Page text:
I don’t usually blog about my writing process. However, since this is launch week for my debut Victorian romance The Lost Letter, I thought I’d share with you a little bit about how the story came into being. For those of you who have read it, you’ll know that it’s dedicated to my mother. My mom loves to read and is a lifelong fan of historical romance. She’s also a very busy lady with very particular taste in books. She can’t stand books with a huge cast of characters (novels which begin with a map or a family tree need not apply) and she just doesn’t have the time to invest in a lengthy novel. She prefers stories that can be devoured in an afternoon or an evening. Romances that move at a quick clip and conclude with a believable happily-ever-after.
The Lost Letter is my gift to my mom, a short book with a limited cast of characters that pays homage to all of her favourite historical romance tropes. When I wrote it, I was inspired by Beauty and the Beast, Jane Eyre, and also by The Phantom of the Opera, which I saw with my mom at the Curran Theatre in San Francisco many years ago. We both always wished that the Phantom could have ended up with Christine!
Originally, The Lost Letter was a 40,000-word novella. I submitted it to two writing contests (something I’ve never done with any of my work before). It was chosen as a finalist in both contests. I then sent it to my literary agent to see what she thought of it. The next thing I knew, she’d sent it out on submission.
The Lost Letter garnered interest fairly quickly, but the editors who wanted it also wanted two things changed: 1) They wanted it longer; and 2) They wanted sex scenes. After much debate with my agent (and with myself), I lengthened the story to 70,000-words and even added the required hotter love scenes. But it never felt right for the characters and, once I changed it, it never read right, either.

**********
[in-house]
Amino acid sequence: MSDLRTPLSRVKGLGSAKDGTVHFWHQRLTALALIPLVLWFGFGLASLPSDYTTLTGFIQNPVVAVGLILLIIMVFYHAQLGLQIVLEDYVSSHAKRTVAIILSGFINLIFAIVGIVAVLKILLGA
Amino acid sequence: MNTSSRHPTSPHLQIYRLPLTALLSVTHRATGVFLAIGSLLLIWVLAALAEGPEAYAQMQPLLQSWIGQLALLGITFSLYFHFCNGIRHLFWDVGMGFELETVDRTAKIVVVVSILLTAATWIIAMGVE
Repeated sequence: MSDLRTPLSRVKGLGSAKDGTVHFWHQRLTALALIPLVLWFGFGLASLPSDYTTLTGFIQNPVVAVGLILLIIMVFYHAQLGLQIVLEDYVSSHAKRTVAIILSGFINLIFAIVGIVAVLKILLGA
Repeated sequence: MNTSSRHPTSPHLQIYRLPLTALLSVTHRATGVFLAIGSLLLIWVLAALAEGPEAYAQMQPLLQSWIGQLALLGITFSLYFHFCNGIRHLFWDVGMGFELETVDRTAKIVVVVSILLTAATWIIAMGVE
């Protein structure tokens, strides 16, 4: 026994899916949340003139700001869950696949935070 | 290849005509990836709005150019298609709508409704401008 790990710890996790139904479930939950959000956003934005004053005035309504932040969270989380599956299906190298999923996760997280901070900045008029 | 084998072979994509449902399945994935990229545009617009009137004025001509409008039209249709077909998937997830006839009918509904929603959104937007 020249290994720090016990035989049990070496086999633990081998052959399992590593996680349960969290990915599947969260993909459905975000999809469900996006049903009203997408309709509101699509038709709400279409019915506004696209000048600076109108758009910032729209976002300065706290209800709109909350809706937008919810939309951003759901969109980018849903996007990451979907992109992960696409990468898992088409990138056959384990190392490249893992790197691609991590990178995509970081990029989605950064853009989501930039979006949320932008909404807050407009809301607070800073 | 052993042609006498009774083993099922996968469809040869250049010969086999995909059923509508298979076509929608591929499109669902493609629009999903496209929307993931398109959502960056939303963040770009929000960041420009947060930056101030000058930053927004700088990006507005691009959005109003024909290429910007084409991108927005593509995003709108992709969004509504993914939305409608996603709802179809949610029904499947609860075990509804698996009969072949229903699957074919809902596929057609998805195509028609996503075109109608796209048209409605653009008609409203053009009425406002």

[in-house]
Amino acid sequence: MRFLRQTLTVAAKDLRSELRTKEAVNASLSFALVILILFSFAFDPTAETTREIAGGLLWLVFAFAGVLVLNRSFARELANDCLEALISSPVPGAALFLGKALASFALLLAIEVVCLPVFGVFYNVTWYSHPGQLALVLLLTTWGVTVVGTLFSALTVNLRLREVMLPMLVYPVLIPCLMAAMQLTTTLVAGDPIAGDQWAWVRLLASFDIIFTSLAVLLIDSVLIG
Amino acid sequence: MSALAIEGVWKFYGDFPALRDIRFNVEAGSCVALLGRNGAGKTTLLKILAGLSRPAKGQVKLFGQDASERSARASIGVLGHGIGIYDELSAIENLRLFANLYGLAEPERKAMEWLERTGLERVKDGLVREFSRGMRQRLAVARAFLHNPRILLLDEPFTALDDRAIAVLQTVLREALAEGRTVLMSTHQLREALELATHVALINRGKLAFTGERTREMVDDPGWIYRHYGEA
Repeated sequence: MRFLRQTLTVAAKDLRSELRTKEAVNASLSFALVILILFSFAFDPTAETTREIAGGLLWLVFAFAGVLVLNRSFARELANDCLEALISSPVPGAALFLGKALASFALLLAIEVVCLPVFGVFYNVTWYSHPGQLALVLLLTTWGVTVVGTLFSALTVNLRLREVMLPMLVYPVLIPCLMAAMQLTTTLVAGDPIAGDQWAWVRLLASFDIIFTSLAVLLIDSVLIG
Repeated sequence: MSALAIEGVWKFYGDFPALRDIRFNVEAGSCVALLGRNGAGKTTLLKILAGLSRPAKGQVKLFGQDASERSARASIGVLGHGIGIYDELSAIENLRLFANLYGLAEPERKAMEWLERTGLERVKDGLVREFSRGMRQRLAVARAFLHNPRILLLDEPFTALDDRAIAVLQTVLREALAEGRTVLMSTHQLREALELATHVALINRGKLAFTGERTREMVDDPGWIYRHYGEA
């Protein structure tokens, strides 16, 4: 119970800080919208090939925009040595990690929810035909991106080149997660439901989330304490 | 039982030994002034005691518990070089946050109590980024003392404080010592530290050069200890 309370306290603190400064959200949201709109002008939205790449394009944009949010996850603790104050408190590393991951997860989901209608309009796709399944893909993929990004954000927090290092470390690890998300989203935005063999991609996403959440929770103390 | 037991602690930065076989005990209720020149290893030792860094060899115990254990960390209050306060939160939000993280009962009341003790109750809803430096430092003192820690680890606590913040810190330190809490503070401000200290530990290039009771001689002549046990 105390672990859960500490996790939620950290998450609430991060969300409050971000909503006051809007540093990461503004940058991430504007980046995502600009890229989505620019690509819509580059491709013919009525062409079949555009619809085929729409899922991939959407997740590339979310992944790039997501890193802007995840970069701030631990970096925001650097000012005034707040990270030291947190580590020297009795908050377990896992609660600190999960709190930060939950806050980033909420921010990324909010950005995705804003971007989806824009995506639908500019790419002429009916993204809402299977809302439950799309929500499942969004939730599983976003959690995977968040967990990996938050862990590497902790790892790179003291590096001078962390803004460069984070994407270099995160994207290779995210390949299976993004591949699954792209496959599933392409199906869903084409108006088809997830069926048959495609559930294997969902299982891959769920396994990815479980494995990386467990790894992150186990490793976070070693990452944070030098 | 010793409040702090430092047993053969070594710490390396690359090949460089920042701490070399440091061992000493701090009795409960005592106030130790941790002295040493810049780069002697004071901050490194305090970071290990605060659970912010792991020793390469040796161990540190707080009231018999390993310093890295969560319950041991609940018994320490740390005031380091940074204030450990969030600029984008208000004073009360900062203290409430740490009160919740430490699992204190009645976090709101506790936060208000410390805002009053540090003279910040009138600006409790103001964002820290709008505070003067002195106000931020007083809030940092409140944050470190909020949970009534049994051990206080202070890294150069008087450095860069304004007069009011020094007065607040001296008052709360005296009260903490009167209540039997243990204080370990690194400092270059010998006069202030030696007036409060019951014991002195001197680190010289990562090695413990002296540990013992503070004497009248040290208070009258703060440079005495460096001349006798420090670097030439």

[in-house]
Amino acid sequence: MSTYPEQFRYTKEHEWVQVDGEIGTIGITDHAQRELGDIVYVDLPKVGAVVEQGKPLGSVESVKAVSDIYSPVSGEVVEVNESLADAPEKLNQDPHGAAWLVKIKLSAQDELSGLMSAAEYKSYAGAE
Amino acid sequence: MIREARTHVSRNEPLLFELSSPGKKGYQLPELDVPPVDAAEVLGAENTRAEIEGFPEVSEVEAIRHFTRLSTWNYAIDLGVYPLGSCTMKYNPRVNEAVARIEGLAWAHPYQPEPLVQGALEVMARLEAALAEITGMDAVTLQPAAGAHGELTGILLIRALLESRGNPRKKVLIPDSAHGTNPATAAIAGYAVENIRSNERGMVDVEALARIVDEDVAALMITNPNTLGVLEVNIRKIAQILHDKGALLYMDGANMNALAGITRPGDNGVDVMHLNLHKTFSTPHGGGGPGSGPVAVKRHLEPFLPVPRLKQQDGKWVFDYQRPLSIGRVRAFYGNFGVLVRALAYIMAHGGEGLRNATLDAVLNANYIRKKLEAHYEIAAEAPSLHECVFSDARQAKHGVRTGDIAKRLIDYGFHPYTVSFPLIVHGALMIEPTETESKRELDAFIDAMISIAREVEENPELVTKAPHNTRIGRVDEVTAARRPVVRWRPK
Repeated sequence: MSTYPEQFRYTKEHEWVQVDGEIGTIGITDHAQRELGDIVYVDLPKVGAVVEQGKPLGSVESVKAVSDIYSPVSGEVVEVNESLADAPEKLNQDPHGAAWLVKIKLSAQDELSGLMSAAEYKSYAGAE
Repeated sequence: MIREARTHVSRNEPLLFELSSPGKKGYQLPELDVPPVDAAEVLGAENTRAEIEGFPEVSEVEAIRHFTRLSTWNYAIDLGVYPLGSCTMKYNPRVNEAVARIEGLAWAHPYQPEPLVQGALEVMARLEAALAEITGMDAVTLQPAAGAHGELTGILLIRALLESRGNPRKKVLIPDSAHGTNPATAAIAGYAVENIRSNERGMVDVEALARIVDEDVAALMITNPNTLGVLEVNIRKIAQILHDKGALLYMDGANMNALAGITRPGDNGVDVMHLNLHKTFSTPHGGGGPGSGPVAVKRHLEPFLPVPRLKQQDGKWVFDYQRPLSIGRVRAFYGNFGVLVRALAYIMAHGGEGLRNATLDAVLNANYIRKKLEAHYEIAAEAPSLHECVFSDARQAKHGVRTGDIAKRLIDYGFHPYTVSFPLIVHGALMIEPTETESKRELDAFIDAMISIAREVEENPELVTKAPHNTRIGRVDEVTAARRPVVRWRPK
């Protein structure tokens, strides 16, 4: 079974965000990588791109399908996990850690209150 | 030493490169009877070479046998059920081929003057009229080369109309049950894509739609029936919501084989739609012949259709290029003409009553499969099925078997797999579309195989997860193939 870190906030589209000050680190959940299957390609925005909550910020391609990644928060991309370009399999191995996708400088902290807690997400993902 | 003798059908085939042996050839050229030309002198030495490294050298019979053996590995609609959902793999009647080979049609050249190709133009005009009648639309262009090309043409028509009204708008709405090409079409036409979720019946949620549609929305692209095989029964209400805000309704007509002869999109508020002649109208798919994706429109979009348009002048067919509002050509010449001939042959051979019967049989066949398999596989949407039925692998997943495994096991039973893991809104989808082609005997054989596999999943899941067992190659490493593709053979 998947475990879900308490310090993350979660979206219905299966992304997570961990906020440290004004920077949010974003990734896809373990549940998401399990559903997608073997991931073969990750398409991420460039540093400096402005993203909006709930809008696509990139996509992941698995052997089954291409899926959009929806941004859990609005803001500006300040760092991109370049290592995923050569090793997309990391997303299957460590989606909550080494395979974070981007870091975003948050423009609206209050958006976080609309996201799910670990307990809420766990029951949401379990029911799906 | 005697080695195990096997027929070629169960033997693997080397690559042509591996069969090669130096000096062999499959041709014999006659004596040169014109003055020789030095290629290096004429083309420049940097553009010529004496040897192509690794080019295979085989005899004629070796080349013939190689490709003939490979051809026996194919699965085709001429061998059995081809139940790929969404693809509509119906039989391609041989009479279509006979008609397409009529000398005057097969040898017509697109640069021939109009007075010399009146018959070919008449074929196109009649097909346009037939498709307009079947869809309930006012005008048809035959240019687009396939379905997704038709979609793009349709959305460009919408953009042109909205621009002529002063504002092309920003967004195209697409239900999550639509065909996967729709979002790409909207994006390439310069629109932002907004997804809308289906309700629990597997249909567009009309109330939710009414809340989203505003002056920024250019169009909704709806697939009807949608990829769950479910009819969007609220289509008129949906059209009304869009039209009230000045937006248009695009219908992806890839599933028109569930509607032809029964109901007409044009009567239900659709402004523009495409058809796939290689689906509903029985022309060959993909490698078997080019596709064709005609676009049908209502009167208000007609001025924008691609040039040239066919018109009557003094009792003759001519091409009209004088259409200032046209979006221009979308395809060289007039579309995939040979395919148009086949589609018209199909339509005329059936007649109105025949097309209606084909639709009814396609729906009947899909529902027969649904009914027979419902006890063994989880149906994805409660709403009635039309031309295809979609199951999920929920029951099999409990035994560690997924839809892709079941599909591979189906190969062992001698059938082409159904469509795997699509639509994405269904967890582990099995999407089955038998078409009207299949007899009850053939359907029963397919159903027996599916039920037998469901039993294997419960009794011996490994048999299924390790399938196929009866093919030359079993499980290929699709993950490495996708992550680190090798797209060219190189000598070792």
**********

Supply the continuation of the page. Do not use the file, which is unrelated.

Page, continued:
Ultimately, I decided to cut it back to its original size (and its original “G” rating), but by then there were a few sections I couldn’t bear to part with. Thus, the story is now approximately 49,000-words instead of its original 40,000.
It’s been a long journey for this little novel/novella and I’m so pleased to hear from all of you who have read it and loved it. I don’t know if it’s helpful to learn the story behind the story, but this was it! And, in answer to your unspoken question, yes there is an alternate longer, sexier version of The Lost Letter lurking around out there somewhere…
ON SALE NOW
The Lost Letter
A Victorian Romance
England, 1860. An impoverished beauty is unexpectedly reunited with the beastly earl who jilted her three years before. Will they finally find their happily ever after? Or are some fairy-tale endings simply not meant to be? Find out more…
Praise for The Lost Letter
“This sweet story is the perfect quick read for fans of Regency romances as well as Victorian happily-ever-afters, with shades of Austen and the Brontës that create an entertaining blend of drama and romance.” -RT Book Reviews
“Debut author Matthews adroitly captures the internal conflicts of her two main characters…The author’s prose is consistently refined and elegant, and she memorably builds the simmering attraction between Sylvia and Sebastian.” –Kirkus Reviews
“A fast and emotionally satisfying read, with two characters finding the happily-ever-after they had understandably given up on. A promising debut.” -Library Journal
“An extremely romantic and emotional story… The characters are so realistic and just walk off the page and into your heart. This love story will stay in my memory for some time to come. This is a definite keeper that I can highly recommend.” -The Romance Reviews
“Absolutely remarkable!…Right up there with the best books I have read this year…Beautiful, romantic and emotionally shattering…One of those books that you keep on the bookshelf forever…Flawless!” -Chicks, Rogues and Scandals
“In a sweet Victorian setting, Beauty and the Beast is retold in a two and a half hour read that will have your heart doing somersaults the whole time.” -Book Ink Reviews
© 2015-2021 Mimi Matthews
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